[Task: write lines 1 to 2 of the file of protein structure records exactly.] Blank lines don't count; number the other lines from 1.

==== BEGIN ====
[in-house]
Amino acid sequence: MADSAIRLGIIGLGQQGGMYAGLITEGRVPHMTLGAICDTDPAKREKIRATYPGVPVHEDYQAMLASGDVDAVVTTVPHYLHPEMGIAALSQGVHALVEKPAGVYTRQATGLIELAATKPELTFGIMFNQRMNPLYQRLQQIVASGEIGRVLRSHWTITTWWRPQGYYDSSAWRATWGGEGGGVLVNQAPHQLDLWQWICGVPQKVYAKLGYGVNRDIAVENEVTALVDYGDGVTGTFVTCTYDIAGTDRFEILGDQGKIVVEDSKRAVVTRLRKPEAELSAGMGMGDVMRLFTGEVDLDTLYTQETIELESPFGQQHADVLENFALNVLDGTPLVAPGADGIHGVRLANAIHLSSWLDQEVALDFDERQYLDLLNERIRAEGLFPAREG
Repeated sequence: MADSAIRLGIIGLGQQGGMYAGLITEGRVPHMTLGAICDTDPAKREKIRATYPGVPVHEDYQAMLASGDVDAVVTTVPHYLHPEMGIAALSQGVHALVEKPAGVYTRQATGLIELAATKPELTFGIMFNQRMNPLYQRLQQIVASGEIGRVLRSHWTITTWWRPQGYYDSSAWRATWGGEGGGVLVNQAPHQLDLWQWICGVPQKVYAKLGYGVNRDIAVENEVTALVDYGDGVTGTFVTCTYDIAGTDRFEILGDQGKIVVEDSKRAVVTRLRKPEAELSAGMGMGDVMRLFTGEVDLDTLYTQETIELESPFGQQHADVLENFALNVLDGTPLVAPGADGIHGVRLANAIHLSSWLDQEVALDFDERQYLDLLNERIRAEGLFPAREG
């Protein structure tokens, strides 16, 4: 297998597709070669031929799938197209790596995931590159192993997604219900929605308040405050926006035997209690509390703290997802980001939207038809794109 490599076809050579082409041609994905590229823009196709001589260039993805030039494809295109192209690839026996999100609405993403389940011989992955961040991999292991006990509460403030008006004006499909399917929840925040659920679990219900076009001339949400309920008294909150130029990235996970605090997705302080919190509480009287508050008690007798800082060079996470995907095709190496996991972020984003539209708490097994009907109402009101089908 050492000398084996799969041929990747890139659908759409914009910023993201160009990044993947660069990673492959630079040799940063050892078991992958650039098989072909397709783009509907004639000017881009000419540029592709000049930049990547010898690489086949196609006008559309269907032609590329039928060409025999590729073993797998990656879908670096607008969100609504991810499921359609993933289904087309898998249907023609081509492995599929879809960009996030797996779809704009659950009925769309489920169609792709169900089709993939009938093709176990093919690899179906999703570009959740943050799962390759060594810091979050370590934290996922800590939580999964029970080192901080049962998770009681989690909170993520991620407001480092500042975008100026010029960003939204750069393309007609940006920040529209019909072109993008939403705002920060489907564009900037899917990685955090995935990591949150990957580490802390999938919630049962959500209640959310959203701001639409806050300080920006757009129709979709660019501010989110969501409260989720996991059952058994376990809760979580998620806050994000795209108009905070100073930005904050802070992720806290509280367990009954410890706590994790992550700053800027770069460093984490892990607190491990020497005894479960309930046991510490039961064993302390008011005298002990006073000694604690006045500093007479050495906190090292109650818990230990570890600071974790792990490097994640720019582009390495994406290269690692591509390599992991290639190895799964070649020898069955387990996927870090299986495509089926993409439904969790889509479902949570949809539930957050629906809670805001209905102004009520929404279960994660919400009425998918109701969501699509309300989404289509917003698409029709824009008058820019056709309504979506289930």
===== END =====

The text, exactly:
[in-house]
Amino acid sequence: MADSAIRLGIIGLGQQGGMYAGLITEGRVPHMTLGAICDTDPAKREKIRATYPGVPVHEDYQAMLASGDVDAVVTTVPHYLHPEMGIAALSQGVHALVEKPAGVYTRQATGLIELAATKPELTFGIMFNQRMNPLYQRLQQIVASGEIGRVLRSHWTITTWWRPQGYYDSSAWRATWGGEGGGVLVNQAPHQLDLWQWICGVPQKVYAKLGYGVNRDIAVENEVTALVDYGDGVTGTFVTCTYDIAGTDRFEILGDQGKIVVEDSKRAVVTRLRKPEAELSAGMGMGDVMRLFTGEVDLDTLYTQETIELESPFGQQHADVLENFALNVLDGTPLVAPGADGIHGVRLANAIHLSSWLDQEVALDFDERQYLDLLNERIRAEGLFPAREG